Enterprise Rent-A-Car Co. is venturing where few, if any, companies have gone before. The St. Louis-based firm plans to deliver Microsoft Office and internally developed car-rental applications to 5,000 branch locations equipped with Windows CE-based terminals. Those thin-client devices will access the applications through the enhanced Terminal Services features in Microsoft Corp.'s upcoming release of Windows .Net Server 2003.
For more than 10 years, branch employees have rented out cars using 5250 terminals that link back to the company's AS/400 servers in St. Louis. But Enterprise wants to replace the limited-function green screens with a more graphical interface and give its users a more PC-like environment that will support new features and capabilities, says Mark Adams, an assistant vice president of information systems at the company.
Adams says that Enterprise also wants to retain its existing support model for its 5250 terminals because it knows well the effort required to support full-blown PCs. Enterprise settled on Windows CE-based thin clients because it found them easier to manage and configure and considered them more consistent across vendor lines than Unix- and Linux-based devices, says Derik Reiser, director of platform solutions at the company.
The Windows CE terminals launch Microsoft Remote Desktop Protocol (RDP) 5.1 client software and establish sessions either through a LAN to a server in the branch office or through a shared frame-relay circuit to servers at Enterprise's headquarters.
As part of Microsoft's Joint Development Program, Enterprise has been testing Terminal Services at 18 branches that have two-processor servers running locally and at two branches that connect to four-way boxes in St. Louis.
But the ultimate scope of the project is far more ambitious. During the next 24 months, Enterprise plans to roll out Windows .Net Server 2003 to 2,500 of its larger branches and connect the remaining 2,500 to central servers in St. Louis.
The sheer scale will set the Enterprise project apart from the typical Microsoft Terminal Services deployment, according to Mark Margevicius, an analyst at Stamford, Conn.-based Gartner Inc. He says that 250 to 300 clients has been the "magic number" for Terminal Services. Beyond that, most companies have gone to a more scalable product, such as MetaFrame XP from Citrix Systems Inc.
David Friedlander, an analyst at Giga Information Group Inc., says that even though the Windows .Net version of Terminal Server is improved, he still doesn't expect many companies the size of Enterprise to deploy only the Microsoft product. He says others will likely turn to MetaFrame because of its support for a wider range of clients, advanced manageability and security features for remote access.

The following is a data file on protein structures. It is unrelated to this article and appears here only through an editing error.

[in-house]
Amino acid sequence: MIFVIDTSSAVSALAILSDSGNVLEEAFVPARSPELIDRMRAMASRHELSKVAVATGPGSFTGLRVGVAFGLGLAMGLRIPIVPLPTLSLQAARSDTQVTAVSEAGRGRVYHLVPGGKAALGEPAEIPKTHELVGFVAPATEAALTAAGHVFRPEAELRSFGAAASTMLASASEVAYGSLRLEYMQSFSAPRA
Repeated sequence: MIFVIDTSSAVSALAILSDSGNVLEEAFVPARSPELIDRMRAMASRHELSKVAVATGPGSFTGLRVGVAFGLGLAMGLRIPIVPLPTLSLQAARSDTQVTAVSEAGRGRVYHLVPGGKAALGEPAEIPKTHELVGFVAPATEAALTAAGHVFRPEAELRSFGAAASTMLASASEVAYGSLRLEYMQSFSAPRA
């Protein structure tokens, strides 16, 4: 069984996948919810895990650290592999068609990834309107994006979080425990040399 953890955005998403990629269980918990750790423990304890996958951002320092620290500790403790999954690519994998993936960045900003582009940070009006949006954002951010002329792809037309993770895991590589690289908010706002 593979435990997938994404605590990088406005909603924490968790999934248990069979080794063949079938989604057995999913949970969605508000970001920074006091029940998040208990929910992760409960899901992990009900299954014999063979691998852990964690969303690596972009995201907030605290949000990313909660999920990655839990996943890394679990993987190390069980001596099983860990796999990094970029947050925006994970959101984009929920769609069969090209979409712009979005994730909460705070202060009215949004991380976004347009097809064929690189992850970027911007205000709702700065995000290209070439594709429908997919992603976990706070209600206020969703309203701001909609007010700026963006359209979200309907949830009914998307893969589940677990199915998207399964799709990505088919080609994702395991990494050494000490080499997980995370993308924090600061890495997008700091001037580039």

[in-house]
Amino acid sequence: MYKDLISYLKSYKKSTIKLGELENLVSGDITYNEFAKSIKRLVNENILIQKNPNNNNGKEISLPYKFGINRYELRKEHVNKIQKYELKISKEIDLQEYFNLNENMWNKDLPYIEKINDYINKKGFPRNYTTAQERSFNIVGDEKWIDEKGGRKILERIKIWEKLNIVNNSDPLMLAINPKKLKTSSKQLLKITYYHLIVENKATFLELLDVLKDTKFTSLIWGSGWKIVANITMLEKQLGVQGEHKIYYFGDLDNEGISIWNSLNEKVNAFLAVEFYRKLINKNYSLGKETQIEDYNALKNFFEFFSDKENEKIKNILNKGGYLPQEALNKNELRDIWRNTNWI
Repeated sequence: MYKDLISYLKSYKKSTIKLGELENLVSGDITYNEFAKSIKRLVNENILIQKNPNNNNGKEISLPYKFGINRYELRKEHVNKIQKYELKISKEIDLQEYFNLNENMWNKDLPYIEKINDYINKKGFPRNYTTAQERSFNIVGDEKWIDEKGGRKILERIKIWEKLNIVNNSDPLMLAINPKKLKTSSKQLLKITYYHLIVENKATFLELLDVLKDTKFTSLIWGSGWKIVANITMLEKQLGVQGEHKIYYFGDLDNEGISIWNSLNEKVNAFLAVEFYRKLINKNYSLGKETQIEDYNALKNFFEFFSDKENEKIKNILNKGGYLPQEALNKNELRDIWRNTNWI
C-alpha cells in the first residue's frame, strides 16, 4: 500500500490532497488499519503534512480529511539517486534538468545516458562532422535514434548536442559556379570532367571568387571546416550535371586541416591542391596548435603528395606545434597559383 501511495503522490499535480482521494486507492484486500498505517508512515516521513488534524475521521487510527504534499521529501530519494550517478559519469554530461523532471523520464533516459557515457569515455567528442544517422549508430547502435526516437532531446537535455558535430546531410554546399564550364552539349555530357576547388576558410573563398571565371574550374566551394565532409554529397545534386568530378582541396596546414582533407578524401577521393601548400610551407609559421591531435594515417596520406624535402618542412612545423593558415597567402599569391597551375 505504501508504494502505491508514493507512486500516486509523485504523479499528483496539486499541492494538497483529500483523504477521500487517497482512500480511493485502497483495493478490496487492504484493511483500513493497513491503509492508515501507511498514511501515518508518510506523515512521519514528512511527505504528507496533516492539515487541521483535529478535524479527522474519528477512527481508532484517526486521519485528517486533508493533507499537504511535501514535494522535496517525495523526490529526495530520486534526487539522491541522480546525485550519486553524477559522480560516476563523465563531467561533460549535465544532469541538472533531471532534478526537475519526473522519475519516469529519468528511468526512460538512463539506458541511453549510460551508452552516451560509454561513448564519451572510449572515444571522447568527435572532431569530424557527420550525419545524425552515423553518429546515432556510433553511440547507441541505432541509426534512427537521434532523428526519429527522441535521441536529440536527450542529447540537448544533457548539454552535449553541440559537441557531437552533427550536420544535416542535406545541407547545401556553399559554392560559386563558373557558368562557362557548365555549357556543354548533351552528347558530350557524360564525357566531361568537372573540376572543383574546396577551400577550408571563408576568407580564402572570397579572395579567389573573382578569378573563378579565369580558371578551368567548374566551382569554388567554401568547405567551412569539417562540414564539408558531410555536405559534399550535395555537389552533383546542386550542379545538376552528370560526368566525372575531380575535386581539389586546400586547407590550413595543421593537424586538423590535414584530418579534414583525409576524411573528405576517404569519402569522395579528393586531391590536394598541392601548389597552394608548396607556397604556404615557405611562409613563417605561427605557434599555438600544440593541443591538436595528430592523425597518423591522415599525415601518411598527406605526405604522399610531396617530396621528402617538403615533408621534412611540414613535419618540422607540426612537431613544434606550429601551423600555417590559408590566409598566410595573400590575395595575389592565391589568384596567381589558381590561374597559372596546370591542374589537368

Enterprise considered MetaFrame as well as several open-source options, but for the lighter needs of its branches, it found the Microsoft Terminal Services approach sufficient, Adams says.
"We believed that running fewer products would make the solution less complicated to support over the long haul," he says. "With the Windows .NetTerminal Services combination, we had fewer pieces and parts to manage."
Plus, .Net Server offers enhancements that Enterprise has found useful. For instance, the new group policy management console lets the company apply policies to a collection of servers. When Enterprise adds a server to the group, the server will inherit the same configuration settings as each of the others in the group, Reiser says.
Policies also can be applied to each user's account at log-on to indicate which data, directories and drives the user can access, he says.
Reiser says he also likes the new session-directory feature, which tracks user connections to specific servers. If a user is disconnected, he is pointed back to the server where the session originated. In the past, he might have reconnected to a different server, possibly losing work, Reiser says.
The MetaFrame Alternative
Citrix's MetaFrame has many capabilities that aren't found in Windows .Net Server, such as built-in load balancing, which directs users to the least busy server.
And Enterprise is familiar with the benefits that third-party products can add to a Windows Terminal Services deployment, because it has delivered enterprise resource planning applications to administrative offices using MetaFrame, Adams notes. But he says Enterprise won't need Citrix's advanced management console, since it won't be running a complex set of applications on its server farm. "Most of our applications will be delivered with browser-type technology," he says.
Support for heterogeneous clients isn't necessary because Enterprise plans to use only Windows clients. And because the clients will connect via a private network, the Terminal Server product won't be relied upon to provide security, Reiser says.
MetaFrame also helps companies that need to do complex application publishing, Reiser says. But since Enterprise is publishing an entire desktop to its Windows CE devices, which run only the Windows CE operating system and the RDP 5.1 client, those features aren't critical.
"In an all-Microsoft environment, with Microsoft clients and servers and no intention of supporting anything else, the Microsoft [Terminal Services] approach is certainly a reasonable one to take," says Dan Kusnetzky, an analyst at Framingham, Mass.-based IDC.
But even in an all-Microsoft environment, there's a need for considerable advance planning. Enterprise, for instance, had to roll out Active Directory in conjunction with the Terminal Services project.
"Don't underestimate the amount of time and effort you need to put into how this component intertwines with the other portions of your architecture," Adams says.